Traditional retailers have struggled because of this. As young, tech-driven start-ups bite into market with the luxury of fresh starts, traditional retailers have tried to stay competitive. One common tactic has been to keep buffer inventory on hand. Out-of-stock inventory kills customer loyalty. Not being able to fulfill quickly kills customer loyalty. But having lots of inventory doesn’t equate to efficient fulfillment. That requires having a modern, flexible supply chain. Without agility, retailers often lack the competence to satisfy customer demand, let alone fulfilling profitably.

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China’s supply chain plan could pose threat to Taiwan

A plan laid out by Chinese authorities to cultivate a domestic supply chain for the country’s high-tech manufacturing sector is expected to pose a serious threat to Taiwanese companies, government sources said Saturday.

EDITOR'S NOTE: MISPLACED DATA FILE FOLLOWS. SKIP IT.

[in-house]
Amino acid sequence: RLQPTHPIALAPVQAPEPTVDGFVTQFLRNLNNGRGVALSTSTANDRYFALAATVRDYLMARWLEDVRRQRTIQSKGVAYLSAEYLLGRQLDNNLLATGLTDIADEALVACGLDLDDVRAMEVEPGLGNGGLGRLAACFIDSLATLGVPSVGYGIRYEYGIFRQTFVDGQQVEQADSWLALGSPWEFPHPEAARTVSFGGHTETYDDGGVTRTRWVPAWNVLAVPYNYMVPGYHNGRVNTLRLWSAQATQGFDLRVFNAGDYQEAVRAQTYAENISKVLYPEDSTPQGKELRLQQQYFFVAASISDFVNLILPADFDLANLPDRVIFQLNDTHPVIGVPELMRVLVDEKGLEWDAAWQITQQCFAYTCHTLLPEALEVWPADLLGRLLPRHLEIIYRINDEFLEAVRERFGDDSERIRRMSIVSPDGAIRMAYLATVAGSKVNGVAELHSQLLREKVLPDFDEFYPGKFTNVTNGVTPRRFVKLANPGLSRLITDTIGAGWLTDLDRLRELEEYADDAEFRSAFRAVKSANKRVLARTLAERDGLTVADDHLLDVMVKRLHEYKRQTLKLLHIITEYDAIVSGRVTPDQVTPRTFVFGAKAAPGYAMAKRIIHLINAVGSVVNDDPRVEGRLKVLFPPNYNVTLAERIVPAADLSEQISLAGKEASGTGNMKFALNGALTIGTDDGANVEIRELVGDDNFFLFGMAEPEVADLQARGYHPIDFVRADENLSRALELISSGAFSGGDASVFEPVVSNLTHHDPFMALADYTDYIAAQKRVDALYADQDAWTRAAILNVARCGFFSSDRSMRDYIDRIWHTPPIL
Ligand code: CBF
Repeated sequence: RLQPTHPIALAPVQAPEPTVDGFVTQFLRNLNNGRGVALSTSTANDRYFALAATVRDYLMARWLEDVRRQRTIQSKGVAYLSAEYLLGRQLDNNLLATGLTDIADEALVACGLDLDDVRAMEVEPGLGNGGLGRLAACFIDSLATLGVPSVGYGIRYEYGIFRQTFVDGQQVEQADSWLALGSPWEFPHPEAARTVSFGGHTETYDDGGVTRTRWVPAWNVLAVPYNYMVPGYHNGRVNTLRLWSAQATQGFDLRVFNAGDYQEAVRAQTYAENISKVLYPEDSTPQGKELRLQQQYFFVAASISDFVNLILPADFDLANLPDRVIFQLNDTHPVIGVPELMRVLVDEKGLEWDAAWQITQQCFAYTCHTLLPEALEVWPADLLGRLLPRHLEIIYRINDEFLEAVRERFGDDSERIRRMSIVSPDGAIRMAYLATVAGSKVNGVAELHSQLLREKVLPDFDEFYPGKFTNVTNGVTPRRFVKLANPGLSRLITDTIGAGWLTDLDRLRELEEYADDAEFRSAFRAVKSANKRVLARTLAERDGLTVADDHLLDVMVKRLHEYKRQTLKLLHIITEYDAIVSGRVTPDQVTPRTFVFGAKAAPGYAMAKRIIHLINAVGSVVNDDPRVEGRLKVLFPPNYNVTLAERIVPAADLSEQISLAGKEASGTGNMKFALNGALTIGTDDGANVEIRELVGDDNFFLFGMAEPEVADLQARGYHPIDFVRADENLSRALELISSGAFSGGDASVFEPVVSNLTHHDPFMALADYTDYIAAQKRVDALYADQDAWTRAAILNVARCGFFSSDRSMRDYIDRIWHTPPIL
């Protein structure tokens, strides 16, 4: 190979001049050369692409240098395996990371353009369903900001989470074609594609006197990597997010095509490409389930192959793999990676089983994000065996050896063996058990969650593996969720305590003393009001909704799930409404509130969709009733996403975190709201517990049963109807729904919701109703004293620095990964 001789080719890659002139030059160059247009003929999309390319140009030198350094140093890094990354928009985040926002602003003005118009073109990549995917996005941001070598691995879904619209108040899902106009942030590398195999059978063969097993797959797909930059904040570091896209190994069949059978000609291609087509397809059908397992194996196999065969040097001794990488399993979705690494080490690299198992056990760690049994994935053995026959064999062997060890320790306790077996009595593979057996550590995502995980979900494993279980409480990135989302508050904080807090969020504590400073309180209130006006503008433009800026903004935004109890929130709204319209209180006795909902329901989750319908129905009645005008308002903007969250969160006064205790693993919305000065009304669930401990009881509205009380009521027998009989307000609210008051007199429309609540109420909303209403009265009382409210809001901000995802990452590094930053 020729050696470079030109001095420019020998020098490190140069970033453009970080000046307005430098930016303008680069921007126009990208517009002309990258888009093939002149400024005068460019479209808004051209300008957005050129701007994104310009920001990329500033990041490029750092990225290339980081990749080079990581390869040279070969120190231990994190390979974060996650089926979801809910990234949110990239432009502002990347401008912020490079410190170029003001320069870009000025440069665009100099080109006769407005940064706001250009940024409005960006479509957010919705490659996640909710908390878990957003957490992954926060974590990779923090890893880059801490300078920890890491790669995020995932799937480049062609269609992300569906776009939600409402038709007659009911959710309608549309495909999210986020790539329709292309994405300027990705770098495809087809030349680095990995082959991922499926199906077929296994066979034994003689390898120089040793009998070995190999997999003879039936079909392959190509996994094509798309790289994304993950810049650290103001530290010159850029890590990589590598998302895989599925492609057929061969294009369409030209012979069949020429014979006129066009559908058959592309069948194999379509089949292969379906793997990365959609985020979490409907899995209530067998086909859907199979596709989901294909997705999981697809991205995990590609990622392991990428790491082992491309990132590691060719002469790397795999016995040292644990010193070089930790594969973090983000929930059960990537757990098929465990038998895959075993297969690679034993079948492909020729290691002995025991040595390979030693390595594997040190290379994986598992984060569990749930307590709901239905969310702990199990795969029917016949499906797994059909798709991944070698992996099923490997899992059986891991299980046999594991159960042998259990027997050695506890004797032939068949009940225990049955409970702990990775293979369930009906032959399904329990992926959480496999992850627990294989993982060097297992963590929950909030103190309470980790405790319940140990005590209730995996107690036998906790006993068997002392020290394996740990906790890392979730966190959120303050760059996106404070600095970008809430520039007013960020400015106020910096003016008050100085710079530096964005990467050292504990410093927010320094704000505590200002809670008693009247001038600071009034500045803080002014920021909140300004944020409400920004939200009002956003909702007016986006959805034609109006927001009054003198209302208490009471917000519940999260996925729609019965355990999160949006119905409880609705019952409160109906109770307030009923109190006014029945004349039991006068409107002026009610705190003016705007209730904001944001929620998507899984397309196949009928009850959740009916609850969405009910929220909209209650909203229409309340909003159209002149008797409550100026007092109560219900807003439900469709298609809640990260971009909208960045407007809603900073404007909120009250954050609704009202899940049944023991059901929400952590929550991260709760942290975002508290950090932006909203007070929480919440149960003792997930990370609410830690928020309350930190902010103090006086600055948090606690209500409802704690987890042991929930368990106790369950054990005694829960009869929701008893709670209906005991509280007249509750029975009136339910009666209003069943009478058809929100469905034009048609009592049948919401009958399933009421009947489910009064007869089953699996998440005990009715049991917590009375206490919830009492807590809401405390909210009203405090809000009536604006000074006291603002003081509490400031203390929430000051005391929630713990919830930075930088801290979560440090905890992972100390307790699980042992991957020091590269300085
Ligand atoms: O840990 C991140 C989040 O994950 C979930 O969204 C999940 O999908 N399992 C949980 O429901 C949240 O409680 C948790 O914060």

In voicing the concerns, Ministry of Economic Affairs sources said China’s efforts to help its own high-tech supply chain flourish to lower dependence on imported parts have already reduced China’s trade dependence on Taiwan.

The plan unveiled by Beijing in May to create a manufacturing revolution underpinned by smart technologies over the next 10 years could deal a further blow to Taiwan’s exports, they said.

The latest plan for the mainland to grow its own high-tech sector, called “Made In China 2015,” takes aim at various sectors, including the information technology, and puts a heavy emphasis on the semiconductor segment.

According to figures compiled by the Bureau of Foreign Trade (BOFT), the ratio of China’s imports from Taiwan to total imports fell to 7.76 percent in 2014, from 11.3 percent in 2005.